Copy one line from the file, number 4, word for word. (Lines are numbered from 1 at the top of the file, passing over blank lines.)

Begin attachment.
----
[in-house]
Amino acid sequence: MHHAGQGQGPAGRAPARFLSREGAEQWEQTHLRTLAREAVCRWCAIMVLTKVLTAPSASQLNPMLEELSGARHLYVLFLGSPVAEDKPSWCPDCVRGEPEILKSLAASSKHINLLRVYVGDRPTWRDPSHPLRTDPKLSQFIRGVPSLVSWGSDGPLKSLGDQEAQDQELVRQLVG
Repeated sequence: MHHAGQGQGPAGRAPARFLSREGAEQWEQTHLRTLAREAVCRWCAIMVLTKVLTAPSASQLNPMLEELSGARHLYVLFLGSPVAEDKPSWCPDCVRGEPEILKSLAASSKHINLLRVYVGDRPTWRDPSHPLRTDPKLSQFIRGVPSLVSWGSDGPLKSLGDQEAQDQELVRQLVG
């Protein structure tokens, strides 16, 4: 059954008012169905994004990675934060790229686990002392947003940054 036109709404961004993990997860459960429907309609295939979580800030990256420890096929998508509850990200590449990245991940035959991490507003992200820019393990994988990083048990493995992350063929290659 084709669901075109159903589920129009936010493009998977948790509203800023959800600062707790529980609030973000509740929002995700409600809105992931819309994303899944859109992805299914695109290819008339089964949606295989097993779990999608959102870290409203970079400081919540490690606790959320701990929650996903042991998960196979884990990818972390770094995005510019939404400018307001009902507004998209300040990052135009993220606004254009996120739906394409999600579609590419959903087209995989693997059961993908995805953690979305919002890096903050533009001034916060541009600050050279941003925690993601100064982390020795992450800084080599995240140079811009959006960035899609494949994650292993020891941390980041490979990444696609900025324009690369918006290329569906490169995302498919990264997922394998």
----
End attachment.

């Protein structure tokens, strides 16, 4: 059954008012169905994004990675934060790229686990002392947003940054 036109709404961004993990997860459960429907309609295939979580800030990256420890096929998508509850990200590449990245991940035959991490507003992200820019393990994988990083048990493995992350063929290659 084709669901075109159903589920129009936010493009998977948790509203800023959800600062707790529980609030973000509740929002995700409600809105992931819309994303899944859109992805299914695109290819008339089964949606295989097993779990999608959102870290409203970079400081919540490690606790959320701990929650996903042991998960196979884990990818972390770094995005510019939404400018307001009902507004998209300040990052135009993220606004254009996120739906394409999600579609590419959903087209995989693997059961993908995805953690979305919002890096903050533009001034916060541009600050050279941003925690993601100064982390020795992450800084080599995240140079811009959006960035899609494949994650292993020891941390980041490979990444696609900025324009690369918006290329569906490169995302498919990264997922394998």